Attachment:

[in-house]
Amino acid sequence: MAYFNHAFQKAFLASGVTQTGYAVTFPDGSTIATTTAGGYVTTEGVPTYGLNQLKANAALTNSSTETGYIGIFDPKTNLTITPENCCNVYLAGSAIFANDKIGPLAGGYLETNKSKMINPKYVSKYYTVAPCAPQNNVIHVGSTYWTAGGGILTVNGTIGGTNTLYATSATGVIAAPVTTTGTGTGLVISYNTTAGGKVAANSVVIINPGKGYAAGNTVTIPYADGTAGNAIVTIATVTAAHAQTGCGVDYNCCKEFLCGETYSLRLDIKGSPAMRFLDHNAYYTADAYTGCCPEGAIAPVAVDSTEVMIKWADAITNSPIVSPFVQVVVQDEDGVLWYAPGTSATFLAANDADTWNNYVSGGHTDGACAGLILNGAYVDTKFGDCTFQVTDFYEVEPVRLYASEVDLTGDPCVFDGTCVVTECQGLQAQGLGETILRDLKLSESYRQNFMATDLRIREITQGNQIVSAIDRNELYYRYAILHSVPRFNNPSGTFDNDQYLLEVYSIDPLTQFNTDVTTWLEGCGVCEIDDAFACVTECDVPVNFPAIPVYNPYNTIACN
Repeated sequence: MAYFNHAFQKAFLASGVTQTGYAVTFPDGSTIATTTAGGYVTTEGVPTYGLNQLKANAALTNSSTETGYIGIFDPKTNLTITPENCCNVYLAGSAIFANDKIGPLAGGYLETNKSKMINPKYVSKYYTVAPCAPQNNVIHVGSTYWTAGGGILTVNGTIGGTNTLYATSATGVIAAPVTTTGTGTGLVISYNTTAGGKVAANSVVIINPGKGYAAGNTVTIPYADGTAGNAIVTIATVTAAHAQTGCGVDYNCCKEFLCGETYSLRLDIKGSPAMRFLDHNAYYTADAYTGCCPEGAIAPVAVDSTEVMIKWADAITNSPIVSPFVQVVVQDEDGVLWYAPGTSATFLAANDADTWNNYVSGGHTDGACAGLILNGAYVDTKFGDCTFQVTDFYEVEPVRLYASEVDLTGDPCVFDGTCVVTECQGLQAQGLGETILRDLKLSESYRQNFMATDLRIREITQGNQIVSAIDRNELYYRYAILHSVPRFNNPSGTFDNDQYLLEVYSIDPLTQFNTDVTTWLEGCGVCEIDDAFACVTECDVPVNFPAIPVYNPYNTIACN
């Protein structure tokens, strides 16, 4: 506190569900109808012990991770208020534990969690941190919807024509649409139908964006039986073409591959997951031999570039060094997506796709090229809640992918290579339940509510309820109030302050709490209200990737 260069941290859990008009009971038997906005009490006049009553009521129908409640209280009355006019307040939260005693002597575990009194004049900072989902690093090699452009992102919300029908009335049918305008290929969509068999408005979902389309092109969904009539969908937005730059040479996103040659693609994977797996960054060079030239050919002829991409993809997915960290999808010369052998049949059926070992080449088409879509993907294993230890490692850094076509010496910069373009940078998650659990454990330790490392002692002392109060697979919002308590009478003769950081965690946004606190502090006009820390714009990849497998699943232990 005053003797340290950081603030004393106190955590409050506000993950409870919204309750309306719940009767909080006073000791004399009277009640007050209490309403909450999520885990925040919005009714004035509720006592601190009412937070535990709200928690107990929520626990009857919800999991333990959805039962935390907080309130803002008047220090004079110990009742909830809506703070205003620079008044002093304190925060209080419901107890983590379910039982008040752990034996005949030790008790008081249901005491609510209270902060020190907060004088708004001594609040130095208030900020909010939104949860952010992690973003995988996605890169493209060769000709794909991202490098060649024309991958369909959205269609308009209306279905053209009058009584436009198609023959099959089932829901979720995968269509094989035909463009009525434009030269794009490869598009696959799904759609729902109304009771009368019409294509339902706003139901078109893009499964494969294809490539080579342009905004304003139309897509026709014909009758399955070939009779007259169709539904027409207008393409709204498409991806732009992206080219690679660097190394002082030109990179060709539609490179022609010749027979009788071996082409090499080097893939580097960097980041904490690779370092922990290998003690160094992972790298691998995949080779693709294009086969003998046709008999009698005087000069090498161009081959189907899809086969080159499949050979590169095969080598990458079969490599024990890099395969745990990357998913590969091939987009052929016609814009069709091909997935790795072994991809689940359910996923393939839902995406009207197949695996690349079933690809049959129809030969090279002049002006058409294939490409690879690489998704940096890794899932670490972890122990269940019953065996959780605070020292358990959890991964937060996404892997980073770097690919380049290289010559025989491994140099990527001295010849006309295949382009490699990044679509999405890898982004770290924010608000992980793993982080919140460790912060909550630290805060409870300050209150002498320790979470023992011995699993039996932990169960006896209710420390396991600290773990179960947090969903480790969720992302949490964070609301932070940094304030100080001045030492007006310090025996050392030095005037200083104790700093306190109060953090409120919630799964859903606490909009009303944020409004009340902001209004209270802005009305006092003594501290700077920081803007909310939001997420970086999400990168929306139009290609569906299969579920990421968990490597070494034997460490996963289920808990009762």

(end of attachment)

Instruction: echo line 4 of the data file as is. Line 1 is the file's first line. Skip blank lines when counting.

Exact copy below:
């Protein structure tokens, strides 16, 4: 506190569900109808012990991770208020534990969690941190919807024509649409139908964006039986073409591959997951031999570039060094997506796709090229809640992918290579339940509510309820109030302050709490209200990737 260069941290859990008009009971038997906005009490006049009553009521129908409640209280009355006019307040939260005693002597575990009194004049900072989902690093090699452009992102919300029908009335049918305008290929969509068999408005979902389309092109969904009539969908937005730059040479996103040659693609994977797996960054060079030239050919002829991409993809997915960290999808010369052998049949059926070992080449088409879509993907294993230890490692850094076509010496910069373009940078998650659990454990330790490392002692002392109060697979919002308590009478003769950081965690946004606190502090006009820390714009990849497998699943232990 005053003797340290950081603030004393106190955590409050506000993950409870919204309750309306719940009767909080006073000791004399009277009640007050209490309403909450999520885990925040919005009714004035509720006592601190009412937070535990709200928690107990929520626990009857919800999991333990959805039962935390907080309130803002008047220090004079110990009742909830809506703070205003620079008044002093304190925060209080419901107890983590379910039982008040752990034996005949030790008790008081249901005491609510209270902060020190907060004088708004001594609040130095208030900020909010939104949860952010992690973003995988996605890169493209060769000709794909991202490098060649024309991958369909959205269609308009209306279905053209009058009584436009198609023959099959089932829901979720995968269509094989035909463009009525434009030269794009490869598009696959799904759609729902109304009771009368019409294509339902706003139901078109893009499964494969294809490539080579342009905004304003139309897509026709014909009758399955070939009779007259169709539904027409207008393409709204498409991806732009992206080219690679660097190394002082030109990179060709539609490179022609010749027979009788071996082409090499080097893939580097960097980041904490690779370092922990290998003690160094992972790298691998995949080779693709294009086969003998046709008999009698005087000069090498161009081959189907899809086969080159499949050979590169095969080598990458079969490599024990890099395969745990990357998913590969091939987009052929016609814009069709091909997935790795072994991809689940359910996923393939839902995406009207197949695996690349079933690809049959129809030969090279002049002006058409294939490409690879690489998704940096890794899932670490972890122990269940019953065996959780605070020292358990959890991964937060996404892997980073770097690919380049290289010559025989491994140099990527001295010849006309295949382009490699990044679509999405890898982004770290924010608000992980793993982080919140460790912060909550630290805060409870300050209150002498320790979470023992011995699993039996932990169960006896209710420390396991600290773990179960947090969903480790969720992302949490964070609301932070940094304030100080001045030492007006310090025996050392030095005037200083104790700093306190109060953090409120919630799964859903606490909009009303944020409004009340902001209004209270802005009305006092003594501290700077920081803007909310939001997420970086999400990168929306139009290609569906299969579920990421968990490597070494034997460490996963289920808990009762």